IIRC, AFA pilot training now uses Embry-Riddle instructors on base.

-Rampart


User currently offlineAirTranTUS From , joined Dec 1969, posts, RR:
Reply 14, posted (6 years 8 months 3 weeks 1 hour ago) and read 5023 times:

Arizona State now has an aviation program as well.

User currently offlineFuturecaptain From , joined Dec 1969, posts, RR:
Reply 15, posted (6 years 8 months 3 weeks ago) and read 4985 times:

Spartan College.

But don't come here, this time of year in Oklahoma is the worst weather for flying unless you are free all day every day and can drop everything when the weather suddenly turns good. Me, I have a job and bills so I've flown twice in the last 4 weeks. These winter storms are killer here.
But, the redeeming quality of Spartan is it's relatively cheap compared to alot of other major schools and can get you done fast. One problem here is students finishing up the commercial course(multi and single) with too few hours to take the checkride. Now, I have to think that getting done sooner is better than later and that is a good problem to have.


User currently offlineKELPkid From United States of America, joined Nov 2005, 6372 posts, RR: 3
Reply 16, posted (6 years 8 months 3 weeks ago) and read 4972 times:



Quoting Rampart (Reply 13):
Aren't you a "professional" if you graduate from the Air Force Academy and are accepted for the pilot training? Not a direct route to airline flying, I know.

IIRC, AFA pilot training now uses Embry-Riddle instructors on base.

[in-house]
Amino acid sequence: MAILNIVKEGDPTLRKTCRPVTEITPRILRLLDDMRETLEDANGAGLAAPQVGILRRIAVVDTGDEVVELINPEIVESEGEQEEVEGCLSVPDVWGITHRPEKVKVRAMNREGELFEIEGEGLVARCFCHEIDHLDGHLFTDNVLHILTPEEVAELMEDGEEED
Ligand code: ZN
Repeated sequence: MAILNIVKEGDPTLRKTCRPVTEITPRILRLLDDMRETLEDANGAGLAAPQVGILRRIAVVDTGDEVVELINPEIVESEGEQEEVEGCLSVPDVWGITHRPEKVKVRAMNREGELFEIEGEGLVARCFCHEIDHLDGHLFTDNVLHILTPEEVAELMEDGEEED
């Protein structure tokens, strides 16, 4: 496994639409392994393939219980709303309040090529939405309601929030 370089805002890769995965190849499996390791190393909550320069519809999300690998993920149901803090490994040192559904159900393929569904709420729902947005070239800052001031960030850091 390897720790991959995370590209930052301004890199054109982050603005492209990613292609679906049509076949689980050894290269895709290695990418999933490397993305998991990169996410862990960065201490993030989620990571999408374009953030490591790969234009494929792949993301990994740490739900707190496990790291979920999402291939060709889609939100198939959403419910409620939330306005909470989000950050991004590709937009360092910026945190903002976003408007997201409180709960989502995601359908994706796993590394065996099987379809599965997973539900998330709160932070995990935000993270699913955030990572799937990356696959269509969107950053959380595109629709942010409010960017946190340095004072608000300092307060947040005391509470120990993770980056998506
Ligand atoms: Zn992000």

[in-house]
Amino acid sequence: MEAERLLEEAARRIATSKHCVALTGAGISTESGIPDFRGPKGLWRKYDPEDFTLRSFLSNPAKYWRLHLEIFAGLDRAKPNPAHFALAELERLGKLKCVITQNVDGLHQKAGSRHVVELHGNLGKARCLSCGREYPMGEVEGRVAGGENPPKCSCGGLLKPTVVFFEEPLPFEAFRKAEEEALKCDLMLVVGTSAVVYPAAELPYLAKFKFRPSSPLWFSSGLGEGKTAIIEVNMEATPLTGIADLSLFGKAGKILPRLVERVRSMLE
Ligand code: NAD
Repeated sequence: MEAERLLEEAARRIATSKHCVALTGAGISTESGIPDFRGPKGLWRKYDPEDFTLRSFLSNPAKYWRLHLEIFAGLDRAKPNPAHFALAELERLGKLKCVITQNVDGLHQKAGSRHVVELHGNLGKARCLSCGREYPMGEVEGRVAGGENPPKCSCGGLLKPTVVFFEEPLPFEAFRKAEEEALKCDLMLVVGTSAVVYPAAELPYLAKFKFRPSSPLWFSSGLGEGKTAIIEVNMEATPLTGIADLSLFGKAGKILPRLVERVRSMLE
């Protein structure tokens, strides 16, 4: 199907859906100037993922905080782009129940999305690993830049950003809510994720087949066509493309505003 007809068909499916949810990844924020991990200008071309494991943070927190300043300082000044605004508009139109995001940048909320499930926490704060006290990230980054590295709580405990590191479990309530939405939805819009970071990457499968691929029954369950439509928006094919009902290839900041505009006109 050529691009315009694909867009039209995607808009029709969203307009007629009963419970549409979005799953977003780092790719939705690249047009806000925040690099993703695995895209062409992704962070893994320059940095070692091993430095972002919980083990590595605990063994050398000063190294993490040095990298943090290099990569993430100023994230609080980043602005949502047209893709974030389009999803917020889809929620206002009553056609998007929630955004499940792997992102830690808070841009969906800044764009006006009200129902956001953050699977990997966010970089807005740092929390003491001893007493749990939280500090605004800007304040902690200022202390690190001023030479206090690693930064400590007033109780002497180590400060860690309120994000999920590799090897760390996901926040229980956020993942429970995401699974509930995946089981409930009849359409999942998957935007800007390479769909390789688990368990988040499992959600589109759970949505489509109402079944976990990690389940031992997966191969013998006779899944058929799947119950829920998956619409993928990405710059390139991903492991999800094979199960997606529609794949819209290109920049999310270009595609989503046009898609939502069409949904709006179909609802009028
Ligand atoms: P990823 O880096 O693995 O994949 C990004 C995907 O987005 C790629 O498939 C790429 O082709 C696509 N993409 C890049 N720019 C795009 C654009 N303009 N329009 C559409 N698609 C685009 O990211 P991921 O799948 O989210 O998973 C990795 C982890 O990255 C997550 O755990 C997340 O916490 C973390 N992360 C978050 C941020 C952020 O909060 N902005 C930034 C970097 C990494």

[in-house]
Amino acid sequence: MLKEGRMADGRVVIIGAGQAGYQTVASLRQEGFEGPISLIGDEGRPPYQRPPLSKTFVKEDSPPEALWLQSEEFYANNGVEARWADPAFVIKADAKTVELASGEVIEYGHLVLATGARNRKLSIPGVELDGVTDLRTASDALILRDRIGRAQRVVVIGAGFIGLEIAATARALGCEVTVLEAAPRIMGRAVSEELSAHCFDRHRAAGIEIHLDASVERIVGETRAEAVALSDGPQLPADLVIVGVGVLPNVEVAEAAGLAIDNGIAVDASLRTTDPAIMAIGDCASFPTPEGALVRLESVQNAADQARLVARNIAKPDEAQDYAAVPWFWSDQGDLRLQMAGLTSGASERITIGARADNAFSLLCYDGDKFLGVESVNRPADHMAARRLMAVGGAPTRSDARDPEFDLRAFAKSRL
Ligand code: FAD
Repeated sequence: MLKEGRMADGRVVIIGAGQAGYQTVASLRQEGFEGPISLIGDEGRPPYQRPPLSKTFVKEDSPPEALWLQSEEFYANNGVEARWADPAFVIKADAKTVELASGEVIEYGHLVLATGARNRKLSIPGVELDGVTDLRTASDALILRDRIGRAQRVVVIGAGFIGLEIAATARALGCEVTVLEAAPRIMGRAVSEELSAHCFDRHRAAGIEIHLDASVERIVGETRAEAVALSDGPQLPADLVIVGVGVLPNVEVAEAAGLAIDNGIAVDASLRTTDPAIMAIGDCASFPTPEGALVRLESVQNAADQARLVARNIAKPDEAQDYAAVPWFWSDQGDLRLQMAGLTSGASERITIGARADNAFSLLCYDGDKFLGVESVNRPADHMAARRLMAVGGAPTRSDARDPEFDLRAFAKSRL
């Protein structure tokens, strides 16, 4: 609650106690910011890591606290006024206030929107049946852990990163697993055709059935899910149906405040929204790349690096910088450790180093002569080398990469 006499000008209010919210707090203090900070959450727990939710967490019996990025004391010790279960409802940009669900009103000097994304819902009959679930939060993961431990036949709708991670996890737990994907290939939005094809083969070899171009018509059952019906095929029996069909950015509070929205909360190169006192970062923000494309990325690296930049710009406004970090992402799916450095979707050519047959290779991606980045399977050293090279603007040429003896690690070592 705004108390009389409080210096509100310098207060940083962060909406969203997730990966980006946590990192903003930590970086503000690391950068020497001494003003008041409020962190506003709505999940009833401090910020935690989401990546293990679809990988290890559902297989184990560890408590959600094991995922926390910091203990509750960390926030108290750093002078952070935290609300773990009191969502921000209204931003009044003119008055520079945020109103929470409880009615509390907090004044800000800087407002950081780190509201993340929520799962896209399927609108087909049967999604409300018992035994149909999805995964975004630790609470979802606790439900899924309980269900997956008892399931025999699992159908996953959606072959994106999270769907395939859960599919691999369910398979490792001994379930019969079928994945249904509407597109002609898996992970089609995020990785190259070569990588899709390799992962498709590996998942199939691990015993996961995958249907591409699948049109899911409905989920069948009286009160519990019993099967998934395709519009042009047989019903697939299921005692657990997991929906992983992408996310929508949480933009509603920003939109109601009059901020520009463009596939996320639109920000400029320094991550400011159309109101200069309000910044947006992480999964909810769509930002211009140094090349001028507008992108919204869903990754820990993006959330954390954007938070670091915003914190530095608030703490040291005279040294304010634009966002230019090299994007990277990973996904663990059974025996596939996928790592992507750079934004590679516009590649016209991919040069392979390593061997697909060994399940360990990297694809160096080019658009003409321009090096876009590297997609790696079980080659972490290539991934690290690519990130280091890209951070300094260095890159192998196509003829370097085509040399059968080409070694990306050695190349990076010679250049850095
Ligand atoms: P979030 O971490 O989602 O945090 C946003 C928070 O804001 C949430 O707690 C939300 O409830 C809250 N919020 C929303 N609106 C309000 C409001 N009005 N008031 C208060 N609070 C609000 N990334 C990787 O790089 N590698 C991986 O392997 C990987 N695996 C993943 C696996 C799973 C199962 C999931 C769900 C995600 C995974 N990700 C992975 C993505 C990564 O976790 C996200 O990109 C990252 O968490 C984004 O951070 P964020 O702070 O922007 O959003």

-Rampart

Be careful, the Air Force was requiring an 8 year committment for pilots upon graduation when I graduated college (and that was on top of the 4-5 you already gave them for your undergrad degree). The Federal Govt. likes to get it's moneys worth out of pilots...



Celebrating the birth of KELPkidJR on August 5, 2009 :-)
User currently offlineContnlEliteCMH From United States of America, joined Mar 2005, 1458 posts, RR: 44
Reply 17, posted (6 years 8 months 3 weeks ago) and read 4972 times:

Quoting AZO (Reply 1):
Ohio State (right?)

Yes. They even have their own airport. You can get an aviation degree there certified up to air transport, I believe.

http://www.aviation.ohio-state.edu/

[Edited 2007-12-13 12:00:43]


Christianity. Islam. Hinduism. Anthropogenic Global Warming. All are matters of faith!
User currently offlineEbs757 From United States of America, joined Jul 2006, 758 posts, RR: 0
Reply 18, posted (6 years 8 months 2 weeks 6 days 21 hours ago) and read 4925 times: